Aging buckets are one of the very common operations done in Excel every day. To categorize ages into buckets, you can use various functions and combinations of functions to make suitable formulas. In this article, we will focus on using the IF formula for Aging Buckets in Excel.

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## 3 Suitable Examples to Use IF Formula for Aging Buckets in Excel

As said before, this article will mainly focus on the usage of the formula consisting of **the IF function** for aging buckets in Excel. The aging buckets are where different periods are grouped into different categories that help better access the summary of a particular period. We can use this in different situations. Also, different formulas consisting of different functions can be used.

The **IF **function takes three arguments- a condition, a value for when the condition is true, and a value for when the condition is false. It returns the second or third argument as a result, depending on the boolean value of the condition. If we nest this function over and over again for all the buckets, we can categorize all of the ages into different buckets in Excel. We are going to use this approach of using the nested IF formula for aging buckets in Excel in the following examples containing different datasets and different results. Follow along for more detailed guides on the process.

### 1. Aging Buckets for Overdue Days

For the first example, we are going to use the following dataset.

The dataset consists of different reports with the dates issued and the due dates. All the reports are due for several days. We are going to divide these reports into four buckets- ones that are due for 1-30 days, for 31-60 days, for 61-90 days, and for more than 90 days. Follow these steps for the formula and its usage.

**Steps:**

- First, select cell
**F5**. - Then write down the following formula in the cell.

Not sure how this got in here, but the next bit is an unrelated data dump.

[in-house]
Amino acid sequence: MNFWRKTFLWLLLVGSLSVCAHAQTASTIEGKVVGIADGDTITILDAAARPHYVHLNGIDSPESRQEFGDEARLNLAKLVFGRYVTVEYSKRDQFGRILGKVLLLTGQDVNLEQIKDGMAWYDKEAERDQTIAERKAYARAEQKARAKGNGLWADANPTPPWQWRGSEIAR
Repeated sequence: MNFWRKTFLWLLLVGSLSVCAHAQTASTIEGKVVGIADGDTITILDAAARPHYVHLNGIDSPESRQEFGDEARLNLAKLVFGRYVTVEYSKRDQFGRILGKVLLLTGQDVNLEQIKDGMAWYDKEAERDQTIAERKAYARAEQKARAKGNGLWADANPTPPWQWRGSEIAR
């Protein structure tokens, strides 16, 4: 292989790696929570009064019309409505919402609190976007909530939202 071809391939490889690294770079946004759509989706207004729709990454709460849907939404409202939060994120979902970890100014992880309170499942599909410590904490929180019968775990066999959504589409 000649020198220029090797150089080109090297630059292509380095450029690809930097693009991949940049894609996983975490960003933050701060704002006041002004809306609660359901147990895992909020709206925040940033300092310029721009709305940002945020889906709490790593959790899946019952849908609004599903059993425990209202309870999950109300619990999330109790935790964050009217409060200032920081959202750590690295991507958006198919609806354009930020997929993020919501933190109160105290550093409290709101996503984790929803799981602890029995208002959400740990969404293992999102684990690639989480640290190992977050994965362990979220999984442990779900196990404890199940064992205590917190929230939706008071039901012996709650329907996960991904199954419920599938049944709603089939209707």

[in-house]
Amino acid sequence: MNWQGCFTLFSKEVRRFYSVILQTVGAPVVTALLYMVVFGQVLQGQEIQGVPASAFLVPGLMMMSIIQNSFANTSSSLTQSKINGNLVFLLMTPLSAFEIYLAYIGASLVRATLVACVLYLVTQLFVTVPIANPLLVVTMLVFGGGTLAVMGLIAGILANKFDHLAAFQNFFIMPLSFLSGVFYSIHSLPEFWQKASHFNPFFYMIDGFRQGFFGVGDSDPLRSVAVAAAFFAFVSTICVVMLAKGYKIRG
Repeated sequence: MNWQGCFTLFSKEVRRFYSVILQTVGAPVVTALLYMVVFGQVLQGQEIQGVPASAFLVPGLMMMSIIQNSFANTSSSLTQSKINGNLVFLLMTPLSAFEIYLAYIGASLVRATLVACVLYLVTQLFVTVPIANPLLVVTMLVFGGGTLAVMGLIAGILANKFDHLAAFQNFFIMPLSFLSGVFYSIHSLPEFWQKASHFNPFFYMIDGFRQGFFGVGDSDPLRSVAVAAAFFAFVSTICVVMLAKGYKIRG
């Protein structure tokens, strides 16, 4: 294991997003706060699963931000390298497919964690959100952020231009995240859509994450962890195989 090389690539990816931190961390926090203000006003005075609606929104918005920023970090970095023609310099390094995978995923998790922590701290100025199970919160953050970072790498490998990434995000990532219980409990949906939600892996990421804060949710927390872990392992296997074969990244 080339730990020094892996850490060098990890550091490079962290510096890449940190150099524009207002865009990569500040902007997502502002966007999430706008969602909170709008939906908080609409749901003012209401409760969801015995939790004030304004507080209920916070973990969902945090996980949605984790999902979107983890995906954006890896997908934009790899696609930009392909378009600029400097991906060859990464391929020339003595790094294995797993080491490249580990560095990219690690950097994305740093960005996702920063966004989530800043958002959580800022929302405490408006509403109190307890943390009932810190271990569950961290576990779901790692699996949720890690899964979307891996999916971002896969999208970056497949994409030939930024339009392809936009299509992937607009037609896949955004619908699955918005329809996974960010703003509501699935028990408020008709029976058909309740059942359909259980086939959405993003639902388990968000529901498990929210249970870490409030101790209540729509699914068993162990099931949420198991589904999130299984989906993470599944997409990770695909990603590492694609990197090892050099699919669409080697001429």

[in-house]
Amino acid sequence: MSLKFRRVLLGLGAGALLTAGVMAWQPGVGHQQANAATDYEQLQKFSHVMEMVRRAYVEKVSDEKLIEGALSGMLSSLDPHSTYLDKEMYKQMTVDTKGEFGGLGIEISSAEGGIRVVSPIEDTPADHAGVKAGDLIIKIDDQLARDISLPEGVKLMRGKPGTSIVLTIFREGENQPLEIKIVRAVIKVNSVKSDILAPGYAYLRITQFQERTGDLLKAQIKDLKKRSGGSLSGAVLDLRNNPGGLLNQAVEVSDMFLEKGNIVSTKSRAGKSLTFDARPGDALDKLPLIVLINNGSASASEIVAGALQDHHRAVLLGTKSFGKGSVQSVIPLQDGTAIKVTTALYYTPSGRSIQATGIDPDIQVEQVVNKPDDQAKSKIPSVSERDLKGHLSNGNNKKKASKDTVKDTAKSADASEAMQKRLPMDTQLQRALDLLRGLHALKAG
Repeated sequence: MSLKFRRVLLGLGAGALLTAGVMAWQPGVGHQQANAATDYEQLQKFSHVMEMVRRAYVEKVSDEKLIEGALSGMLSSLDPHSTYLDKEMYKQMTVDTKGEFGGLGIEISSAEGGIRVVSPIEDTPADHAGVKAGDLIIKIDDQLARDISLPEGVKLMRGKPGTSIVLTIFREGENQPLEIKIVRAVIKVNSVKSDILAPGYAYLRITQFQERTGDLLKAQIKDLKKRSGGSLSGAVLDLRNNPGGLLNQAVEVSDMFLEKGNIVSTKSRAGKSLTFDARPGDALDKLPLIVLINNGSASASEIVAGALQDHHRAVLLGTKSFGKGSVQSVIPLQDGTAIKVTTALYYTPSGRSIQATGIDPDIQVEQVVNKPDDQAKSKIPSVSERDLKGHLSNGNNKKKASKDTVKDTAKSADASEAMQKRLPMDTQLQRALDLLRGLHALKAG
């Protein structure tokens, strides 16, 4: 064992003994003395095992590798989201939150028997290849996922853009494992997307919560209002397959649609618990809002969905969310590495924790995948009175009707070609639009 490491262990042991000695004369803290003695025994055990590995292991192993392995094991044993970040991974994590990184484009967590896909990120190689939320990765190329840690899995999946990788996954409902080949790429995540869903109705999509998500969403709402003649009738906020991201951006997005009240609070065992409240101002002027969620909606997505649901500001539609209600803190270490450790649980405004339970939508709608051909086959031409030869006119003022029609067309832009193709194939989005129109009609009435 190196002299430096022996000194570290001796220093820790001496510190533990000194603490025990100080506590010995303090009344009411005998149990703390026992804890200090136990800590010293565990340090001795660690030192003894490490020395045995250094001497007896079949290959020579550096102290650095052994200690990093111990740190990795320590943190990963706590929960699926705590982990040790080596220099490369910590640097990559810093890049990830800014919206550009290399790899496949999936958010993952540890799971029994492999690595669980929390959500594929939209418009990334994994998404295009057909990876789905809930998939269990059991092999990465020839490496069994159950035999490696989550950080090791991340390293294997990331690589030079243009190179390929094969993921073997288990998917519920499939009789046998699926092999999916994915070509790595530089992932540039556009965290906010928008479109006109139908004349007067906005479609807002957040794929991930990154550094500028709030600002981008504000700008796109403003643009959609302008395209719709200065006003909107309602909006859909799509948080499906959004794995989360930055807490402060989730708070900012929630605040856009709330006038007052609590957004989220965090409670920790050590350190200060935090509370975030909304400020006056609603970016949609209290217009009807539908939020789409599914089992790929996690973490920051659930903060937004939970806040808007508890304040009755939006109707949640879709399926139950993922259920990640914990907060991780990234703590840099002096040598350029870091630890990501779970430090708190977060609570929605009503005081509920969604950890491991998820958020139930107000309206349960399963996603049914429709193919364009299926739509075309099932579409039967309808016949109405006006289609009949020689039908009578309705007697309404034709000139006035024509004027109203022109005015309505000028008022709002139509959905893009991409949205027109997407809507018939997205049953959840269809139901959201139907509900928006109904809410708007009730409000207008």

`=IF(E5<=30,"1-30 Days",IF(E5<=60,"31-60 Days",IF(E5<=90,"61-90 Days",">90 Days")))`

- After that, press
**Enter**on your keyboard. Thus you will have the aging bucket for the first entry of the dataset.

- Next, select the cell again. Finally, click and drag the fill handle icon to the end of the column to fill up the rest of the cells with the respective formula.

As a result, you will have aging buckets for all the due dates using the **IF** formula in Excel.

đź”Ť **Breakdown of the Formula**

**IF(E5<=30,â€ť1-30 Daysâ€ť,IF(E5<=60,â€ť31-60 Daysâ€ť,IF(E5<=90,â€ť61-90 Daysâ€ť,â€ť>90 Daysâ€ť)))**

đź‘‰ First, the **IF(E5<=30, â€ś1-30 Daysâ€ť, â€¦)** function checks whether the value in cell **E5 **is true or not. If it is true then the function returns the string written in the second argument. Otherwise, it moves on to the later portion of the formula.

đź‘‰ Second, **IF(E5<=60, â€ś31-60 Daysâ€ť, â€¦) **checks if the value is smaller or equal to 60 or not. If it is, then it goes to print on the string. Otherwise, it moves on to the next portion of the formula.

đź‘‰ Third **IF(E5<=90, â€ś61-90 Daysâ€ť, â€ś<90 Daysâ€ť) **comes into play if all of the above conditions were false. This function now checks if the value is less than or equal to 90 days or not. If the condition is true, the function returns the string â€ś61-90 Daysâ€ť. Otherwise, it returns the string â€ś<90 Daysâ€ť.

**Read More: How to Make Inventory Aging Report in Excel (Step by Step Guidelines)**

### 2. Aging Buckets for Number of Days Worked

Now letâ€™s consider a different dataset like this.

This dataset contains a list of employees along with their joining date and the total days they have worked in an organization, Letâ€™s assume we want to divide them by how long they have worked. We are going to do that by dividing all of the employees into aging buckets on how long they have worked in the organization.

In this case, we are going to divide these employees into four aging buckets- who havenâ€™t worked 2 months yet, who have worked more than 2 months, who worked more than 4 months, and the ones who worked more than 6 months. Follow the steps to see how we can use the nested IF formula for this example.